Home > ArtoftheDay Weekly > #399 - from 24 September 2015 to 30 September 2015

Art Of The Day Weekly

#399 - from 24 September 2015 to 30 September 2015

Lola Alvarez-Bravo, Frida Kahlo, s.d. Collection Fondation Televisa, Mexico © Center for Creative Photography (CCP), University of Arizona, Tucson.


When Lola exhibited Frida

PARIS – Her family name is famous, her surname not so. Lola Alvarez-Bravo (1903-1993) was a photographer like her husband Manuel, who really was well known. They separated early on in their lives, right after their son was born, and as she had started her career with that name she decided to keep it. She inherited Tina Modotti’s camera when the latter was forced to flee Mexico, and she used it to create a social fresco of her country: street vendors, ordinary women, fishermen, mill workers or prostitutes, but without ever fantasizing or dipping into Surrealism – except through collages. She was a friend of Cartier-Bresson, of Rivera, of María Izquierdo - Antonin Artaud’s mistress- as well as of the poet Xavier Villaurutia, and she made many portraits of them and others, including her best friend of course, Frida Kahlo. In an interview on Mexican television station Televisa she unveiled other talents. Indeed she was the one who organized in 1953 the first retrospective of Frida in her own gallery in Mexico. The artist was exhausted by her suffering and by a recent bone marrow transplant. Yet the one who was to become a world icon went to it any way. “She was probably the only artist to come to her own exhibition on a stretcher”. This sensitivity, this empathy with her subjects make Alvarez-Bravo a very touching photographer and a perfect representative of the humanist school.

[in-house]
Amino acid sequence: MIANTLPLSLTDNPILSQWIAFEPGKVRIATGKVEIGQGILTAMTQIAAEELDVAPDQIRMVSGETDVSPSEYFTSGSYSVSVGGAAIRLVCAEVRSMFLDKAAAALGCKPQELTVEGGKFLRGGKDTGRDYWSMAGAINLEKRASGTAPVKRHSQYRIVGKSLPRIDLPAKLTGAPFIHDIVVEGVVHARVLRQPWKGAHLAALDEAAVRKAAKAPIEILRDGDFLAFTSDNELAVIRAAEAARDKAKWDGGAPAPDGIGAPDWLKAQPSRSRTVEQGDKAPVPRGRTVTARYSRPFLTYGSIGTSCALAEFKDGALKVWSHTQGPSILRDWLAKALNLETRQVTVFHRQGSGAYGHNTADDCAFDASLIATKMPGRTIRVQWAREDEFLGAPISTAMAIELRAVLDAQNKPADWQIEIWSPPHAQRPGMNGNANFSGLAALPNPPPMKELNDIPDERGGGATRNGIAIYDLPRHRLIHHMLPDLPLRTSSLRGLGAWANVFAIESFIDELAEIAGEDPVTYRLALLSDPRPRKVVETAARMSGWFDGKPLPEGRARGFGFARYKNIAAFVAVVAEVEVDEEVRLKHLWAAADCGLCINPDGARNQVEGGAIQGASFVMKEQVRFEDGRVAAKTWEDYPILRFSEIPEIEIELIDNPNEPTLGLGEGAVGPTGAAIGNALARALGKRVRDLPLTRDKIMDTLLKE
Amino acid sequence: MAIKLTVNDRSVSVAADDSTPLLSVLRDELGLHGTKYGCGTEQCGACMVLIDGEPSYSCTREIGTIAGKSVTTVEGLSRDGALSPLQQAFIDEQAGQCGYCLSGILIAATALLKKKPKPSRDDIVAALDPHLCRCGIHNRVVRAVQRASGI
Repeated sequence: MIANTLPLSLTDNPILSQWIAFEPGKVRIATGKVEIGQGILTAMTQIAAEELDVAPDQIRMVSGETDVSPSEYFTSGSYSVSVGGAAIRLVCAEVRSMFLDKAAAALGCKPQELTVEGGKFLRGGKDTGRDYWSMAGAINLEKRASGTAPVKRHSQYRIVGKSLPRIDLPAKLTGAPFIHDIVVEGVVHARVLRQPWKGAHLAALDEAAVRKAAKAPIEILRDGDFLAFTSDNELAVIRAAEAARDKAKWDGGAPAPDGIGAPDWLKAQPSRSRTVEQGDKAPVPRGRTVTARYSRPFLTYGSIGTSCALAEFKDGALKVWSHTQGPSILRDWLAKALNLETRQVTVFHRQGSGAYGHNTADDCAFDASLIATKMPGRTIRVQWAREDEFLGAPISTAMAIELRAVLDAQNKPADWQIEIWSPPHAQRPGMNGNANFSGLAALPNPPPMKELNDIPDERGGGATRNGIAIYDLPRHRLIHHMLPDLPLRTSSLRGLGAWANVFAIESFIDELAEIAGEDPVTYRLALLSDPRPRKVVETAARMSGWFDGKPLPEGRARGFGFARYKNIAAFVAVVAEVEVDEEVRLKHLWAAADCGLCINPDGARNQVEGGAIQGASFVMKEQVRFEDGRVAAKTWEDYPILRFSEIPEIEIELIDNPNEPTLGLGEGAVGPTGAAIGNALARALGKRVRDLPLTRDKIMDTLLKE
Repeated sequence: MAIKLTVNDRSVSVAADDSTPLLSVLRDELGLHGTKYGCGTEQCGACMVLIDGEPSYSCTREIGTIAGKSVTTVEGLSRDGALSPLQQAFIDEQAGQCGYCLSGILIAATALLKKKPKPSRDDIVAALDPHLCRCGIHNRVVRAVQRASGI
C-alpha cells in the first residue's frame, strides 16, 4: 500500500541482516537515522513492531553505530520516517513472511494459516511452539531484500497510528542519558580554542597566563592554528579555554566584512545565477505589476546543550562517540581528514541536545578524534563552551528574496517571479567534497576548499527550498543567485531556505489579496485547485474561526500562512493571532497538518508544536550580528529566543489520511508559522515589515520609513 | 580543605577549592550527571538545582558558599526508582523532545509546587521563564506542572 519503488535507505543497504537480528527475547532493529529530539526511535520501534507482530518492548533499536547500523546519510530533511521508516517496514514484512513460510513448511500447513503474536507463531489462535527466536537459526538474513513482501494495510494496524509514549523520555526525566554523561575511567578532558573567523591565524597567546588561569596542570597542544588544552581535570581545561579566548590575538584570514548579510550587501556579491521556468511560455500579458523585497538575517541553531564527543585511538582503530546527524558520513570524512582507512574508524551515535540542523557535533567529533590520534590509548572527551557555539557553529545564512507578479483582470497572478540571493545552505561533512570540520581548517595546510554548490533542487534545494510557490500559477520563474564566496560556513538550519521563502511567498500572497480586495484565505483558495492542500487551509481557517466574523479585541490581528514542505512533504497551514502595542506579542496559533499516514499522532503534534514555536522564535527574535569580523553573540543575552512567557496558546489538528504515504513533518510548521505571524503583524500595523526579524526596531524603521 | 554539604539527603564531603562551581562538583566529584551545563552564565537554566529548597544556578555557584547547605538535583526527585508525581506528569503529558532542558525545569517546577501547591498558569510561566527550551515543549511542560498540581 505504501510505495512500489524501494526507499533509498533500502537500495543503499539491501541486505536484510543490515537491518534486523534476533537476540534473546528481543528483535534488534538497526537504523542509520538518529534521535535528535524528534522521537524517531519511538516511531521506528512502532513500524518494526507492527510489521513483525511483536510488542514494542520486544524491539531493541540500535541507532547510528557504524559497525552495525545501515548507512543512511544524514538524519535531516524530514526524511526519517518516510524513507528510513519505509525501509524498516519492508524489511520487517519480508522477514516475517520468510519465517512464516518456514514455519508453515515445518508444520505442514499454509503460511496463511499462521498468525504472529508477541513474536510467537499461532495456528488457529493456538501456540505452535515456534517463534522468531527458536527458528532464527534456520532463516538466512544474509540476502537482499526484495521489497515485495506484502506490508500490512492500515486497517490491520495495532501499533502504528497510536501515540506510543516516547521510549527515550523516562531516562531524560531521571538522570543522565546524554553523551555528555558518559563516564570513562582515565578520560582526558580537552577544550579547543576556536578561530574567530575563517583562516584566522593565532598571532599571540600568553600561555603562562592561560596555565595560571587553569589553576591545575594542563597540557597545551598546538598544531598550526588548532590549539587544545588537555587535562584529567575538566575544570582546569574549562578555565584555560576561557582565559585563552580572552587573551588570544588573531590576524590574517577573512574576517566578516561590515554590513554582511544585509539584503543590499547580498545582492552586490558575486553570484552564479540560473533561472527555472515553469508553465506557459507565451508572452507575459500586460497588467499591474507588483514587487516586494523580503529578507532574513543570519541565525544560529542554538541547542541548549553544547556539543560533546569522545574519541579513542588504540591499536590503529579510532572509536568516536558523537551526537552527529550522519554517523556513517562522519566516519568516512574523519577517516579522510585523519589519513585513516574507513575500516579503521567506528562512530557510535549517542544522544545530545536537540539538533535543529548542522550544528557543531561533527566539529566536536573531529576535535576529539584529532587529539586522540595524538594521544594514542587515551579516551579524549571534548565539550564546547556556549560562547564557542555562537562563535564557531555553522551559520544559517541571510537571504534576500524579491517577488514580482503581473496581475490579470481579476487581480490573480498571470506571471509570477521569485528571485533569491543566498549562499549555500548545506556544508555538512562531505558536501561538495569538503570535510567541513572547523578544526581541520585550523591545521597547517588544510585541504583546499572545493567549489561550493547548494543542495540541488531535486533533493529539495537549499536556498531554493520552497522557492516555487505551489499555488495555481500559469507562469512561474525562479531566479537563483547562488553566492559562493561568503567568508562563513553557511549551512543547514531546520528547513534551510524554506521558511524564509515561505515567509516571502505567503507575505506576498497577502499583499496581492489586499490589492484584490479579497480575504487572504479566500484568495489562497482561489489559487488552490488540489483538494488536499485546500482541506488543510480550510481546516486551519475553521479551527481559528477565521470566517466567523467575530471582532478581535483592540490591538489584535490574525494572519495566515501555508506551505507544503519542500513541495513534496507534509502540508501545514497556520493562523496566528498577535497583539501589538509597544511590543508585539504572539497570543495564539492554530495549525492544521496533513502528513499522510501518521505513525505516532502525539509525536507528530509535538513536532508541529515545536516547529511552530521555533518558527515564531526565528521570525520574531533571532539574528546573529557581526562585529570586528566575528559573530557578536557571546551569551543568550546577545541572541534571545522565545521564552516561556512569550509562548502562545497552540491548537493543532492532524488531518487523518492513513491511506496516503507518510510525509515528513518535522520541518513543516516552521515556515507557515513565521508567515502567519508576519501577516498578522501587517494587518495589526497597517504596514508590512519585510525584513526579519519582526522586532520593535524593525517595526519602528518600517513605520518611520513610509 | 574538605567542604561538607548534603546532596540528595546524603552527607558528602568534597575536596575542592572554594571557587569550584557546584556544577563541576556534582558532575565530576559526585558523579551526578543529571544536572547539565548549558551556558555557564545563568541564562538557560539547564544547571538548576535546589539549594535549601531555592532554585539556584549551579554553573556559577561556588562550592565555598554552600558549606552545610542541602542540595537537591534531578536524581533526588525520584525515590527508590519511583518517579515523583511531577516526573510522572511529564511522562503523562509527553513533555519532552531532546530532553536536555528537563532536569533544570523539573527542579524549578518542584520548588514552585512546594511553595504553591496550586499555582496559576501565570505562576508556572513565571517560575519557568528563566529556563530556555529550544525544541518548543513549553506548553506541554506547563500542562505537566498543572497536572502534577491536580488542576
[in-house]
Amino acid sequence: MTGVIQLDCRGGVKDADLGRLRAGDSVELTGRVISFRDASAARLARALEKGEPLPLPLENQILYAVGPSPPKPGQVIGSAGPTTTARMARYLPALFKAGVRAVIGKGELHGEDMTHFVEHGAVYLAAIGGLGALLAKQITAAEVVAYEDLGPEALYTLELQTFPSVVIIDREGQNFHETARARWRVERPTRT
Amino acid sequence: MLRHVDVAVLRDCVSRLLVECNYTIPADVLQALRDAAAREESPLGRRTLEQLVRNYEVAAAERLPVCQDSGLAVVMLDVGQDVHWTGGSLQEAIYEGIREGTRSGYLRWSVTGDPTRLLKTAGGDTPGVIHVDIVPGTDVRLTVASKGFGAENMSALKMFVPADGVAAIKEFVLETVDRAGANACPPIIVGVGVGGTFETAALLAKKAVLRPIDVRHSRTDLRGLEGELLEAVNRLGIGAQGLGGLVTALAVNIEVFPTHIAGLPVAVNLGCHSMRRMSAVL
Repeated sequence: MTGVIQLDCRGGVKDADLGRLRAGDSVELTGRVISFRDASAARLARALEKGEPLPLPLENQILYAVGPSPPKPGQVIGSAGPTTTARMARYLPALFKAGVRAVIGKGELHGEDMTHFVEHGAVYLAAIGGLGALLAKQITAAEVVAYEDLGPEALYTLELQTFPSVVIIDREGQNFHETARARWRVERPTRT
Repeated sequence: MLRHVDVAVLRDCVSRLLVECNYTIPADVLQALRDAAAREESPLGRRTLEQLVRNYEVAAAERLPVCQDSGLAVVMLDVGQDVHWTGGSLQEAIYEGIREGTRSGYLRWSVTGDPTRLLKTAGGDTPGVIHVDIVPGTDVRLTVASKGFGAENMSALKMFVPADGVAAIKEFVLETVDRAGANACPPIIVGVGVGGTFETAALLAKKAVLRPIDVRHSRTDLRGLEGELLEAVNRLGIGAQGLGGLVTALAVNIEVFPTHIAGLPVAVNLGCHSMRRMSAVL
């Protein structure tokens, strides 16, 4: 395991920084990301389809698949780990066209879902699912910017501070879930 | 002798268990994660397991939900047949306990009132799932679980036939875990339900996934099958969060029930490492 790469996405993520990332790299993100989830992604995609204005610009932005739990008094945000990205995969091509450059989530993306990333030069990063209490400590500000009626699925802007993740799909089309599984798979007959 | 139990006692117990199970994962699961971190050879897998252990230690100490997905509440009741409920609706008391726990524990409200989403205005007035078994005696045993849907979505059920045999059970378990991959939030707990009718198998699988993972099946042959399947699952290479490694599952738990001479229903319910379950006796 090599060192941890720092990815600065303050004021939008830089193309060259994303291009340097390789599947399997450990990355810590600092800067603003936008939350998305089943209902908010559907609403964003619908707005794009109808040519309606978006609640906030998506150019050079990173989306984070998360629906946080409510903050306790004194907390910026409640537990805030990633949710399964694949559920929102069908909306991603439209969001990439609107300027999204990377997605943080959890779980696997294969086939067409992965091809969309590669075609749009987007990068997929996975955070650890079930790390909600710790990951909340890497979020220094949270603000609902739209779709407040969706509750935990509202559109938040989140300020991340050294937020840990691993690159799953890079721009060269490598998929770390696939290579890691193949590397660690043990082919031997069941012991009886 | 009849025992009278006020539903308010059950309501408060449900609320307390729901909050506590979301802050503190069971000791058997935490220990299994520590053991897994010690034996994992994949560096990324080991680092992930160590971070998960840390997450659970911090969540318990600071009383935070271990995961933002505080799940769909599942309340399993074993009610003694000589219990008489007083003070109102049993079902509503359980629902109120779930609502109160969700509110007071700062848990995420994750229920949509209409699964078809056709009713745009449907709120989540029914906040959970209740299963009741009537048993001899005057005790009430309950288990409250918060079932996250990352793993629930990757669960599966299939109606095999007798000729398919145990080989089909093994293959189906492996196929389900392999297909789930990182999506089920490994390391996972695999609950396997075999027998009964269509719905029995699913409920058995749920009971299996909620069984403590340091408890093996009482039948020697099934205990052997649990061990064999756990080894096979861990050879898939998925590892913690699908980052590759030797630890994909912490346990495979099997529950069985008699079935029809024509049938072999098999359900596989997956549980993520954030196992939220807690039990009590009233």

Lola Alvarez-Bravo at the Maison de l’Amérique latine, from 23 September to 12 December 2015.

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André Kertész, Tristan Tzara. 1977 print, Paris, Centre Pompidou, MNAM-­‐CCI © RMN-­‐Grand Palais. Gestion droit d'auteur Photo © Centre Pompidou, MNAM-­‐CCI, Dist. RMN-­‐Grand Palais/Philippe Migeat. Service presse/Musée d’Art moderne et contemporain de Strasbourg.

Tzara, beyond the dada movement

STRASBOURG – In the dictionary, his name has a synonym: dada. This surely favoured his notoriety but at the same time limited it. Very few people know that Tristan Tzara (1895-1963) had a life after 1915 and the Cabaret Voltaire in Zurich. He was a friend of Soupault, of Hans Arp, of Picabia, to the point of moving into the latter’s home in Paris in 1919. He took part in the Surrealist adventure, wrote poems and plays, among them La Fuite and L’Homme approximatif (the Approximative man, which gave its name to this retrospective). He was politically committed and supported the Spanish Republicans, became a member of the French Communist Party and then opposed the Soviet intervention in Budapest and the war in Algeria. Tzara befriended the culture icons of his time, had architect Adolf Loos design his house on avenue Junot and was a great collector. The exhibition insists on his perceptiveness, showing that he was interested in tribal arts –as some objects from his personal collection are, today, at the muse du quai Branly -, in young painters like Camille Bryen or Francis Gruber as well as in his buddies Miró, Delaunay and Masson.
Tristan Tzara, l’homme approximatif at the musée d’Art moderne et contemporain in Strasburg, from 24 September 2015 to 17 January 2016.

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The beauty of what is sacred

FLORENCE – When it was taken to the USA at the end of the XIXth century, Millet’s Angélus was followed like a prophet by hundreds of thousands of worshippers. Today it exceptionally leaves France, but there should be much less a reason for confusion. The painting is at the heart of Bellezza Divina, which at the Palazzo Strozzi examines the relations between painting and sacred art, from Van Gogh to Matisse and Guttuso. From 24 October 2015 to 26 January 2016.